PHILADELPHIA — David Taylor was eager to go bodysurfing with his son, Jonathan, but thought the waves at Cape May would be too tame for a good ride.
Instead, he ended up getting a ride to the emergency room.
Caught off-guard by a wave that hit him from behind that day in August 2007, the Lansdale, Pa., resident suffered a broken neck — a type of injury that is all too familiar for physicians near New Jersey and Delaware beaches.
In a single week in July 2012, for example, the AtlantiCare Regional Trauma Center in Atlantic City saw eight patients with spinal cord injuries sustained on the beach or in the water.
And at Beebe Healthcare in Lewes, Del., researchers have counted 1,239 emergency department visits for beach-related injuries from 2010 to 2013 — ranging in severity from ankle sprains to broken necks. There were just a handful of the latter, but in three cases the patients died.
Yet as with Taylor’s accident, these injuries did not necessarily occur on days with rip currents or rough surf.
Beebe physicians and University of Delaware researchers have been working for several years to find out why. The latest phase of the research began this month, with engineers taking daily measurements of sand and surf to determine the environmental conditions that increase risk of injury.
The ultimate goal: to give lifeguards a tool so they can warn beachgoers which days they should exercise more care, said Beebe emergency department chief Paul Cowan, who initially proposed the study.
“The vast majority of these injuries occur in just 1 or 2 feet of water,” Cowan said. “These people are getting slammed to the sand by the power of the waves.”
In Delaware, a key factor seems to be that beaches are fairly steep, which causes waves to break once, near the water’s edge in wading depth, said Jack Puleo, an associate professor of coastal engineering at the University of Delaware. Many New Jersey beaches also meet this description, he said.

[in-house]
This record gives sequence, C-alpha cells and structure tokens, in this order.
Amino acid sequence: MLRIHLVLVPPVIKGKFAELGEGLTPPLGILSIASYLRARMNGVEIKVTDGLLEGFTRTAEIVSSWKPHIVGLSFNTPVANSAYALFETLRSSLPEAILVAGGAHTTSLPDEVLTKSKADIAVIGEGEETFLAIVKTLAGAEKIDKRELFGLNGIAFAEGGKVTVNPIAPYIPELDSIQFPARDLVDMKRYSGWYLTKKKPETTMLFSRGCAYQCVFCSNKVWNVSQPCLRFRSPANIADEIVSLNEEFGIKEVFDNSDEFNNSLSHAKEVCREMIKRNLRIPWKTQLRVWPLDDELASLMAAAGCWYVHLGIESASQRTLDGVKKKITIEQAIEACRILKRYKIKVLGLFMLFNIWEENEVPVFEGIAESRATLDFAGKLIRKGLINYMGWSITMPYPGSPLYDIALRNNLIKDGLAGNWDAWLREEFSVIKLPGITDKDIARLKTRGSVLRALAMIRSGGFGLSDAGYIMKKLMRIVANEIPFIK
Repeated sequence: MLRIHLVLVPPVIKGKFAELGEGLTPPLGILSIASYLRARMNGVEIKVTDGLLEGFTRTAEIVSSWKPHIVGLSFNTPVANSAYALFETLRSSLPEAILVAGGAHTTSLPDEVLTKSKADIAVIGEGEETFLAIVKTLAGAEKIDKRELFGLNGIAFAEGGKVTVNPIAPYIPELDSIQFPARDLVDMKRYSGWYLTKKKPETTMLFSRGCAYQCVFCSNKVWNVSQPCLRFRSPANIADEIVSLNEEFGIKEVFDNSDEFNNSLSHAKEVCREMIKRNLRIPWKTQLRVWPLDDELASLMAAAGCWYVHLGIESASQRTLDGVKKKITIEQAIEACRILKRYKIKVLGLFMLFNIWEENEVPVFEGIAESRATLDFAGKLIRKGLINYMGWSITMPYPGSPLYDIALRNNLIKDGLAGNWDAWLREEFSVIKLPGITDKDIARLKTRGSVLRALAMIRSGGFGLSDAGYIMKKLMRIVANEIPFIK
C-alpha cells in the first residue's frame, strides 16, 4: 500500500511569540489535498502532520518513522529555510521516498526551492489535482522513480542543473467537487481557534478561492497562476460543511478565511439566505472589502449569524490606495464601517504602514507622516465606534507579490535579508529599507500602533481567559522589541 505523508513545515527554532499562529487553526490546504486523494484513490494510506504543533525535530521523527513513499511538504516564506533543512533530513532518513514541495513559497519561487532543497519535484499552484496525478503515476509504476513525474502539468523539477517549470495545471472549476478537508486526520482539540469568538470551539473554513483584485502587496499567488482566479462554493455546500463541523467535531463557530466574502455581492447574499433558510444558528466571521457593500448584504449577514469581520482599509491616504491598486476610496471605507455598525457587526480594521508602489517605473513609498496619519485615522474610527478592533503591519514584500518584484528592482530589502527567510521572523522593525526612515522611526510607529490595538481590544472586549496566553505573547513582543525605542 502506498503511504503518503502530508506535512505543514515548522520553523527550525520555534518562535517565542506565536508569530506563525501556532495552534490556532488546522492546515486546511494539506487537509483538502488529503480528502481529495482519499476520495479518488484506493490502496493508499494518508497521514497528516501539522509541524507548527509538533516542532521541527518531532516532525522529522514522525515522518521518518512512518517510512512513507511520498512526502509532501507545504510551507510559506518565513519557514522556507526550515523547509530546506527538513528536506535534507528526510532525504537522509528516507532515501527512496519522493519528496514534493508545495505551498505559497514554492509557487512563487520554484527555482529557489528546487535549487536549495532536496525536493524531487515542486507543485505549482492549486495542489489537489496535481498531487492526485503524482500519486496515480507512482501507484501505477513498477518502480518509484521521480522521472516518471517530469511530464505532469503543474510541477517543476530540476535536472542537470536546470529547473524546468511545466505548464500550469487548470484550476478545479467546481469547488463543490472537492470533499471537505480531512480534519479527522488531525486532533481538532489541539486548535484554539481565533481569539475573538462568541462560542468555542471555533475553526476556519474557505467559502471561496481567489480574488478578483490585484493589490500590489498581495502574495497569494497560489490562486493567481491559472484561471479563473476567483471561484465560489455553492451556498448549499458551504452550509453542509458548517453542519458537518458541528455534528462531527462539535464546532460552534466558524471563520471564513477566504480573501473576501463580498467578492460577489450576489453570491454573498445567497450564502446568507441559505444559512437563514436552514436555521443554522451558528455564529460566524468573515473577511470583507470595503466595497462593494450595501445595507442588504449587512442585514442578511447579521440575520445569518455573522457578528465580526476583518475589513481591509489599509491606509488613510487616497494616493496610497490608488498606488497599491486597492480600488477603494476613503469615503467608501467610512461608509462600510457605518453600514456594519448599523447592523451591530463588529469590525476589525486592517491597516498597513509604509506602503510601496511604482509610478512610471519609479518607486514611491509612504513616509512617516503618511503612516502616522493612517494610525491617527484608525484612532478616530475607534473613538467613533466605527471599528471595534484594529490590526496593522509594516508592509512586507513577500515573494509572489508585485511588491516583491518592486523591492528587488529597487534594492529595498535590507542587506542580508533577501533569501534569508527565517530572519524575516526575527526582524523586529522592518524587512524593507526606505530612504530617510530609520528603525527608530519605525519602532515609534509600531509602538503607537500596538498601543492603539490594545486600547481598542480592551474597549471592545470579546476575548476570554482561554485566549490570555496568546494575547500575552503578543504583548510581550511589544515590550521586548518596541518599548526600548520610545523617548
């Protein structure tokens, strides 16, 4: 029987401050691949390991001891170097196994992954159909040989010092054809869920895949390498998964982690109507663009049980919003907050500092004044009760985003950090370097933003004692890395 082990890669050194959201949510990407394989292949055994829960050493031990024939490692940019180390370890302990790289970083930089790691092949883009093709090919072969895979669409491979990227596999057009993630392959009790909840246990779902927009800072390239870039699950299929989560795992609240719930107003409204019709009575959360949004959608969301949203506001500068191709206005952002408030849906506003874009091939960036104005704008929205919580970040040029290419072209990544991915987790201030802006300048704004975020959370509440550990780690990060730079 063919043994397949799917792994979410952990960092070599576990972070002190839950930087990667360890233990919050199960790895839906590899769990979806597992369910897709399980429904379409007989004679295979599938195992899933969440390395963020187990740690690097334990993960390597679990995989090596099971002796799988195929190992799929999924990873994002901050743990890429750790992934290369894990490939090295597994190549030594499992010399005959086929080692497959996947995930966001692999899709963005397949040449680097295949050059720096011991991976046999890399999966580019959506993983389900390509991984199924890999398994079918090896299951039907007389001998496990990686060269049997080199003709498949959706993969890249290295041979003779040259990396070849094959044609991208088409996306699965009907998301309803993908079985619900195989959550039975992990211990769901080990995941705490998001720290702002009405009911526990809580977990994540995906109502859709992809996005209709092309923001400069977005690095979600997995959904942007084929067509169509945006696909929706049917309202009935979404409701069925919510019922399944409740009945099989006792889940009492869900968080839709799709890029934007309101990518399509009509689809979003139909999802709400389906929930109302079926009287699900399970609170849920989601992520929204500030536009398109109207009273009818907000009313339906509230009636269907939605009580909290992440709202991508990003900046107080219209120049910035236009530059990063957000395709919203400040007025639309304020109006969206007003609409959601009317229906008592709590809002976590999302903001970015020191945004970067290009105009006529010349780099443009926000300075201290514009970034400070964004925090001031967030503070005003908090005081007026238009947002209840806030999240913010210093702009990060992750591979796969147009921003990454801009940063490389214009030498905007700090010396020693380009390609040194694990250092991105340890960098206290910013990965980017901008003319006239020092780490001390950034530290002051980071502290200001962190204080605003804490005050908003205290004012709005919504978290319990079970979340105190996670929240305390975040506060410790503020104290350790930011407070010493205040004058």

On more gently sloping beaches, such as those in Oregon, waves tend to break multiple times before reaching shore, dissipating their energy along the way, Puleo said.
So among the data that engineers are gathering every day this summer is a detailed profile of the slope at five Delaware beaches, using a high-precision GPS antenna mounted on a three-wheeled cart.
Veronica Citerone, who earned her civil engineering degree from Delaware this spring and is headed to Cornell University for graduate school, said the contraption has gotten stares.
“We’ve gotten more questions,” said Citerone, of Ridley Park, Pa. “I heard a lady say to her husband, ‘Oh, it’s definitely a metal detector.’ “
She is joined by Katie Hutschenreuter, a civil engineering student from Baltimore who will be a senior at Delaware this fall.
Each day since June 2, they have rolled the GPS device from the dunes down to the waterline at Cape Henlopen, Rehoboth, Dewey, Delaware Seashore State Park and Bethany beaches. They try to hit each spot close to low tide, to get as complete a profile as possible.
“The beach is constantly changing,” said Puleo, who is overseeing their work. “Even over a tidal cycle it can vary significantly.”
Also each day, they count the number of people in the water in a fixed, 100-meter section at each beach. That will allow Beebe researchers, who are tallying the number of injuries at the five beaches, to calculate an injury rate.
In addition, researchers have anchored sophisticated sensors to the sea floor at each of the five locations, 200 to 300 feet offshore. The sensors measure the height, frequency, and direction of waves, along with the speed and direction of the current.
Taylor, 67, the Lansdale man who broke his neck in Cape May, still suffers from his injury. He initially could not move his arms or legs, though now he can walk short distances with a walker.
He said he got hurt when he was trying to stand up from riding one wave, and was hit by a second, bigger wave that came unusually close behind the first.
“I hit my face on the sand,” said Taylor. “It was like hitting a brick wall.”
He has since spoken to the Cape May mayor and council to educate them about the need for good warning signs, and he has also spoken to other beach-injury patients at Moss Rehab in Elkins Park, where he spent 11 weeks relearning to walk.